A piece of serious and potentially grave news appeared last week. And it wasn’t on the government shutdown or the raid in Somalia or events in Syria. Rather, the news came in the form of a release of a document from the Taiwan Ministry of National Defense (MND). This document, which represents the Taiwan military’s official statement of the island’s current security environment and national-defense policy, pronounced that the Chinese People’s Liberation Army (PLA) would have “ the comprehensive military capability to deter any foreign aid that comes to Taiwan’s defense by 2020 .” China is doing so, the report announced, by building up a formidable set of strike assets—such as advanced missiles and aircraft, amphibious capabilities, defenses against counterstrikes, and the associated enabling infrastructure. These will allow the People’s Republic, the report judged, not only to do extensive damage to Taiwan (something it can already do), and not only to mount a protected and sustained amphibious flotilla and airborne assault, but also to block any attempt by a foreign power (read: the United States) to intervene and defend and/or recover the island.
This is a big deal. Why you ask?
Because the United States is pledged by long-standing national policy and urged by its own law—namely the Taiwan Relations Act of 1979 —to come to Taiwan’s defense in the event of Chinese aggression or attempts at coercion. U.S. administrations have, even since Washington transferred diplomatic recognition from Taipei to Beijing, believed that preventing a coerced integration of Taiwan into the PRC is an important U.S. interest, not only for its own sake but because they saw that other U.S. allies as well as fence-sitters in Asia would take their cues from how Washington dealt with the island.
Nor has this defense commitment been merely theoretical. The United States sailed the Seventh Fleet and its aircraft carriers in and around the Taiwan Strait not only in the depths of the Cold War, but as recently as 1995-1996, when Beijing sought to signal its displeasure with the prospect of Taiwan electing politicians favoring the island’s independence by barraging the waters surrounding it with test missiles. Meanwhile, Beijing views the unification of the island with the PRC as a core national interest, meaning they are in earnest about the objective. Indeed, many observers believe that Beijing’s major upgrade of its military capabilities has been driven in large part by the desire to field a military that can influence, and ideally even force, Taipei to settle the decades-old cross-Strait dispute on terms favorable to Beijing. This has led China to develop and begin to field an increasingly impressive set of interlocking capabilities, ranging from advanced antiship ballistic missiles and quieter submarines to more sophisticated intelligence, surveillance, and reconnaissance assets.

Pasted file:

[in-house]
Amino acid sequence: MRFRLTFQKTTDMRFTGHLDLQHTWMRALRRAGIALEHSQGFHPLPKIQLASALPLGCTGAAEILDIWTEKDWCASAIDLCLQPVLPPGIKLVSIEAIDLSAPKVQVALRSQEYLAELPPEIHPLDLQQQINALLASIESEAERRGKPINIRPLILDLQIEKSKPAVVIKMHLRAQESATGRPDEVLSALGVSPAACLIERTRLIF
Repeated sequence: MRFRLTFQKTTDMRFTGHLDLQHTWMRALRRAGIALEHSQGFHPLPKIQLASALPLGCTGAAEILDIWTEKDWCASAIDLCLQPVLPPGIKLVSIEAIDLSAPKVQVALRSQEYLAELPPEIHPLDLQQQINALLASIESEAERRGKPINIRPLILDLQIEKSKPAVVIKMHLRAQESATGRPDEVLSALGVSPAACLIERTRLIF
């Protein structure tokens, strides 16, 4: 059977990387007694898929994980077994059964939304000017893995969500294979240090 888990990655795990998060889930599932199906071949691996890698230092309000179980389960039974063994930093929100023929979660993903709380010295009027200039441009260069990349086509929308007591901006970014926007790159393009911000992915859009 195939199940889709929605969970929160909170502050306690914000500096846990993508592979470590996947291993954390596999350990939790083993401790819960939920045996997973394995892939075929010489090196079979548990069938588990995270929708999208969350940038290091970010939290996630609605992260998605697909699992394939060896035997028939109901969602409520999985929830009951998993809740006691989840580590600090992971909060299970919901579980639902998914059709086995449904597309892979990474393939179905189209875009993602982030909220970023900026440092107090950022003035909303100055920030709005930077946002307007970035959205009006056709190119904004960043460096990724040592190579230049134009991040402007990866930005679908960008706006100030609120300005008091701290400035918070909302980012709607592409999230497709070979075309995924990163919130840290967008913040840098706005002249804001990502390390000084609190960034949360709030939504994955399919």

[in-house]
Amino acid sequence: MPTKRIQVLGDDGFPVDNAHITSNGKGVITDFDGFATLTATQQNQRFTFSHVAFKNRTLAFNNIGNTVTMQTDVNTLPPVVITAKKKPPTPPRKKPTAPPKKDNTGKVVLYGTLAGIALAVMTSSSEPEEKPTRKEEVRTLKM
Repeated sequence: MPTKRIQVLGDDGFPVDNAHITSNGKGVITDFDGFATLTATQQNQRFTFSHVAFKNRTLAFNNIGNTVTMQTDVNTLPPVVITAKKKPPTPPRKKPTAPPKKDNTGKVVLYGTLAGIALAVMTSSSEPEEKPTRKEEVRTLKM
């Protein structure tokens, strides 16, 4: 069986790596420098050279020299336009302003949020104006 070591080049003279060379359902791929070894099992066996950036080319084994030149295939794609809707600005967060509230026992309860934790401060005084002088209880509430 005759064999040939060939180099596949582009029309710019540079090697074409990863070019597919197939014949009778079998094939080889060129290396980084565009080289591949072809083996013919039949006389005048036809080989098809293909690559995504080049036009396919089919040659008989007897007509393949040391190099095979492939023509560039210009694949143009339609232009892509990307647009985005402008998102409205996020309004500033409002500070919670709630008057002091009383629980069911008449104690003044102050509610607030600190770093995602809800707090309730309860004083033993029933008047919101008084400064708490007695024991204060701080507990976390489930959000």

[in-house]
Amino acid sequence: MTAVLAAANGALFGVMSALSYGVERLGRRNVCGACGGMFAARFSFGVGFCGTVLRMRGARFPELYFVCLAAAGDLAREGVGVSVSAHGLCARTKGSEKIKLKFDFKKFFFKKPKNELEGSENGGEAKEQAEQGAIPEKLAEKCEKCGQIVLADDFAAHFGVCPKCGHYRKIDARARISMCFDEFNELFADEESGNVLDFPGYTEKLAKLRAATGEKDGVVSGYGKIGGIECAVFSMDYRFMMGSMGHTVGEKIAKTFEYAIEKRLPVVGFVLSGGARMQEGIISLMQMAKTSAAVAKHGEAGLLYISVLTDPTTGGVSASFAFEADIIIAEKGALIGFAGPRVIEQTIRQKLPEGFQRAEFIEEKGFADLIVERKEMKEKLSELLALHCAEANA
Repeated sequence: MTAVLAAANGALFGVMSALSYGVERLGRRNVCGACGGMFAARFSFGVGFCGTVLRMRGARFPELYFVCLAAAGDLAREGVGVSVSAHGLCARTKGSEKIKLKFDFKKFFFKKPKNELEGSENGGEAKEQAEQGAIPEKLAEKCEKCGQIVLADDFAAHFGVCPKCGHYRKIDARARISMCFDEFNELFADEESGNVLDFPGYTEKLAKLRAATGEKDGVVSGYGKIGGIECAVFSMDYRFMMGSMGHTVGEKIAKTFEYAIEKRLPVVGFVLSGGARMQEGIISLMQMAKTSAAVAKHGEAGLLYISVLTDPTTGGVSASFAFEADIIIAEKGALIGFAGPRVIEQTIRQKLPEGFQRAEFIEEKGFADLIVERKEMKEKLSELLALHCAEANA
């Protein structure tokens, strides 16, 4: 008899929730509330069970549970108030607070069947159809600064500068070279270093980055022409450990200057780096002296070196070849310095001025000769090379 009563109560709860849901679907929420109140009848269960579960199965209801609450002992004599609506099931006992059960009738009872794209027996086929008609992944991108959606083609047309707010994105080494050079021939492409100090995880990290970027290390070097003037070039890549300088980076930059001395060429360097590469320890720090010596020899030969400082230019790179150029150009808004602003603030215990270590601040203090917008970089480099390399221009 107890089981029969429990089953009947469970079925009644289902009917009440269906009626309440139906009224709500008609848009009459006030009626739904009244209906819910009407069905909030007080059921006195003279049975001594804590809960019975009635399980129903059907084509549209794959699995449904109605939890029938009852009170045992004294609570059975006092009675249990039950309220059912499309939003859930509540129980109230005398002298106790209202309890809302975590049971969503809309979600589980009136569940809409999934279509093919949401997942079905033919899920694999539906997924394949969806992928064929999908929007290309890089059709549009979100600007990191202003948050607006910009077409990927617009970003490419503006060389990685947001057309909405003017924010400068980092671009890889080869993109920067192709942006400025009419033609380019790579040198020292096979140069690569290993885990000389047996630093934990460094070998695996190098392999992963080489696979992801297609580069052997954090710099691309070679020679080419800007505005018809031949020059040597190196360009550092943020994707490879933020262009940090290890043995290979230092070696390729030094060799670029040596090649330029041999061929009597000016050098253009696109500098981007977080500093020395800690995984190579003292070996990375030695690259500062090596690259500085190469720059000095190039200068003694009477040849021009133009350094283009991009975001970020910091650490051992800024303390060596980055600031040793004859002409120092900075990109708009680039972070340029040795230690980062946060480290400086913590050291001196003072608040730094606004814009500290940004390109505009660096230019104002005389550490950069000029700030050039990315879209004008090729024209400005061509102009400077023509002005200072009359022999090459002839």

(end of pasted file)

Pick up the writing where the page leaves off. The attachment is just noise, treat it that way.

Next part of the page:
But up until recently the prevailing sense has been that, while China has been getting stronger, the United States could still outfight the PRC and block it from securing its important objectives over Taiwan. If push came to shove, in other words, it wouldn’t make sense for Beijing to push things too far. This has had important geopolitical consequences. Most immediately, it has made a fairly high degree of restraint over the Taiwan question the only sensible option for Beijing. And for Washington, it has meant that the business as usual, path of least resistance approach of combining a supportive position on improving cross-Strait relations with a firm stance against the use of force by the PRC, all couched in a posture of ambiguity about just how the United States would react to more assertive moves by Beijing and backed by a strolling and not especially fervent effort at modernizing high-end U.S. military capabilities, has seemed sensible.
What Taiwan’s new national-defense report suggests, however, is that this combination no longer seems so sensible.
Now, we must take Taiwan’s warnings with a grain of salt. Obviously the island (and especially those elements of the population and government that find union with the Communist regime distasteful), which stands essentially no chance of defending itself against the PRC on its own, has a powerful incentive to magnify the threat from the PLA and thus to induce the United States to focus more on developing the forces that itwould need to beat back a PLA invasion. Moreover, Taiwan’s assessment is necessarily based on imperfect and incomplete information; for instance it doesn’t know the full panoply of U.S. military capabilities that the Pentagon could bring to bear in the event of a standoff or conflict with the PRC.
But the assessment is nonetheless significant. First off, it echoes an increasingly widely-held view that, barring a change in the trend lines, China’s military power by 2020 or the years following (as a Taiwan MND official noted, the year is just an estimate) will be able to offer an increasingly potent regional challenge to the United States, and that the defense predicament of Taiwan in particular is likely to continue to deteriorate. Nor is this view held only in Taiwan, but can be found among U.S. allies and partners in the Pacific and among many U.S. defense officials and experts—not to mention, we may well surmise, among policymakers and defense planners in Beijing. Thus even if these fears are exaggerated, they still pose impediments to Washington’s ability to deter potential adversaries, like China, and reassure allies and partners, like Japan and South Korea. In these kinds of strategic disputes, perceptions of capability (and resolve) are crucial. If everyone thinks we are growing weaker, then they are likely to behave accordingly, even if they are wrong in a technical sense. Unaddressed, these dynamics would be likely to lead to an East Asia considerably less to our liking and probably more dangerous.